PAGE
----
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    Thanks for the response, but the point of my thread is what if. what if you load below 40% of min what if you load 40% over etc. I know how to load cartridges, my questions were centered on thresholds in the process. Nevertheless your reloading input is spot on. Much better than the knucklehead who taught me how to reload cases.

    :)
     
  8. SAR1846

    SAR1846 Oregon Member

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    Undercharging can cause either a squib (stuck bullet), major bullet drop, or a catastrophic failure (firing a round after a squib, bore obstruction, or cartridge detonation). Overcharging can cause rupture of the case, which can release all that pressure into the firearm, damaging or destroying the firearm, and whatever body parts are nearby.

    I think the SPEER reloading manual has some info on this subject.
     
  9. jib

    jib Central OR Active Member

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    What if you put water in your gas tank, or liquid oxygen :huh: stupid is as stupid duz :)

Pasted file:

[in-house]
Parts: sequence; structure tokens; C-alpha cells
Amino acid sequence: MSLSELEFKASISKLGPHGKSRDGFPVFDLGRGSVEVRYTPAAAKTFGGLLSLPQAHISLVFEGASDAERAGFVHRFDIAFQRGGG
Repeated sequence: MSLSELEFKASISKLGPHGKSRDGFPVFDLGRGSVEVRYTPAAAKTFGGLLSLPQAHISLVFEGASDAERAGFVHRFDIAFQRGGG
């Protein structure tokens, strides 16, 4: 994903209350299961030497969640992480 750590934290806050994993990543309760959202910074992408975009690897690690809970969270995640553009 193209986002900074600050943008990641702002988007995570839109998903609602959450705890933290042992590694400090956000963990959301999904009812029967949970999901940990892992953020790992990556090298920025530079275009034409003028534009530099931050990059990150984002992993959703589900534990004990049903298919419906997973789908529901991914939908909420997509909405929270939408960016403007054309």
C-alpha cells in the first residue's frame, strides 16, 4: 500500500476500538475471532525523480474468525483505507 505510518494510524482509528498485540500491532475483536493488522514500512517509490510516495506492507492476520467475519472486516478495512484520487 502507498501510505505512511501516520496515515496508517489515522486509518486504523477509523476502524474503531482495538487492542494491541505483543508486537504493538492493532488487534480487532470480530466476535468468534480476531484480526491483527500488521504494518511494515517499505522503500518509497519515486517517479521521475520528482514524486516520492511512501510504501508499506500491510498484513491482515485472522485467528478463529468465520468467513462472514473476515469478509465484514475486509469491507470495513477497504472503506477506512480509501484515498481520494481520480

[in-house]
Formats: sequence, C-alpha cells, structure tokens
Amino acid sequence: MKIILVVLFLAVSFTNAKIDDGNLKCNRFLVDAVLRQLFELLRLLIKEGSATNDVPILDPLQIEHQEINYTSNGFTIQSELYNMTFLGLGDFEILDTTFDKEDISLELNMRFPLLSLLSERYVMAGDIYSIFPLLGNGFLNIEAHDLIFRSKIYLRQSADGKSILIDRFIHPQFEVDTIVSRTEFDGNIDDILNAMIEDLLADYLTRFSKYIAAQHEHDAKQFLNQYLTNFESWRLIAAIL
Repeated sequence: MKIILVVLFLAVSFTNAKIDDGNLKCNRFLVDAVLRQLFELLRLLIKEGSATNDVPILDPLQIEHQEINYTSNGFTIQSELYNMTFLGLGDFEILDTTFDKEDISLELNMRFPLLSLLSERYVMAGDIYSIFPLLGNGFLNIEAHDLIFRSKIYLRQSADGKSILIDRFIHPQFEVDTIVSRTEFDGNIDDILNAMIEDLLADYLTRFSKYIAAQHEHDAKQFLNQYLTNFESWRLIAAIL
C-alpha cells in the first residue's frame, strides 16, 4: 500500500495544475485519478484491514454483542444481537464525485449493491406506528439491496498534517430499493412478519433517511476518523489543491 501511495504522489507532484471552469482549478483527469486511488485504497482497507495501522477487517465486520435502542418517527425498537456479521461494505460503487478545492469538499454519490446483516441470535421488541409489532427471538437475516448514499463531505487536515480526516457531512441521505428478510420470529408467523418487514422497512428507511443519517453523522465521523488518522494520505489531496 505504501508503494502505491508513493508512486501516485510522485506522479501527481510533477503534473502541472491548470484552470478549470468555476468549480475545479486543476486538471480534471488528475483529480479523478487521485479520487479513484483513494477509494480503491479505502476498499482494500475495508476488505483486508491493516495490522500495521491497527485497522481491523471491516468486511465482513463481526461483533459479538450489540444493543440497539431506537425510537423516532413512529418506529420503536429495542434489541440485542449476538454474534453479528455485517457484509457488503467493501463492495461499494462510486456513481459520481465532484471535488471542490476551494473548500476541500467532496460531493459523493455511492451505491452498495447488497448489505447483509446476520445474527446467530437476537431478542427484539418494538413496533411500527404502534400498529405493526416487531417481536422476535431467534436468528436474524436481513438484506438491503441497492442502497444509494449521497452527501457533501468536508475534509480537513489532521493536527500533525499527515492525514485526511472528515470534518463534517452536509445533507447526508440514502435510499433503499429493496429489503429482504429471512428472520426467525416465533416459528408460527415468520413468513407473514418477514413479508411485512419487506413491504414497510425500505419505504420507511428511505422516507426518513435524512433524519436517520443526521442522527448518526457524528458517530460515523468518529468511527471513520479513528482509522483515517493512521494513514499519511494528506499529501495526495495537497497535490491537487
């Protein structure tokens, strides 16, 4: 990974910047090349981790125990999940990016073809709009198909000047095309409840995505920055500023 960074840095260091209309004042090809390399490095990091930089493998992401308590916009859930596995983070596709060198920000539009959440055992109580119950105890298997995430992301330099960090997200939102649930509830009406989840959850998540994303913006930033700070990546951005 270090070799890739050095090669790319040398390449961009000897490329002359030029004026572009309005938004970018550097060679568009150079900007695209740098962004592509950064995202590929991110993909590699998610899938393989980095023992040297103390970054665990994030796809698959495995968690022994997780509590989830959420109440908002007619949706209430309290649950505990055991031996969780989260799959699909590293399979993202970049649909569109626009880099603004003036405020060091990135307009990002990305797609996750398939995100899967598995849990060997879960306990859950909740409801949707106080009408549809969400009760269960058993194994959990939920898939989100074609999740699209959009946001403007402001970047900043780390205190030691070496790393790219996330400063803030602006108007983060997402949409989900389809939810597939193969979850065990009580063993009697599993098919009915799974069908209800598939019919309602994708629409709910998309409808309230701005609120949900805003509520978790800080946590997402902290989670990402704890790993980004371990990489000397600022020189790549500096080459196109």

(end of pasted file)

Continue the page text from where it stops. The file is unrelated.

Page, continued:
That's why we have those stupid warning labels on everything.
     
  10. tlfreek

    tlfreek Vancouver WA Active Member

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    you're missing the point so let me see if I can explain it another way. suppose you put creamer in your coffee. you know the coffee mate stuff you buy in the store refrigerator. suppose you are running low and cut it with some milk and discover - hey it tastes ok. but then you go nuts and cut if 50 50 and find the taste sucks. this is my point here. what are thresholds of tolerance here - the books have min and max but what if you went under 40% or over 40% since I doubt if you go 1 grain over max on a 76 grain load the gun will explode? Get it? let me know if you need another example.

    Keep in mind the percentage I am using is meaningless its the tolerance i am after and the gee wiz factor for those way over and way under.

    BTW if you put gas in yoru gasoline tank the engine will stop running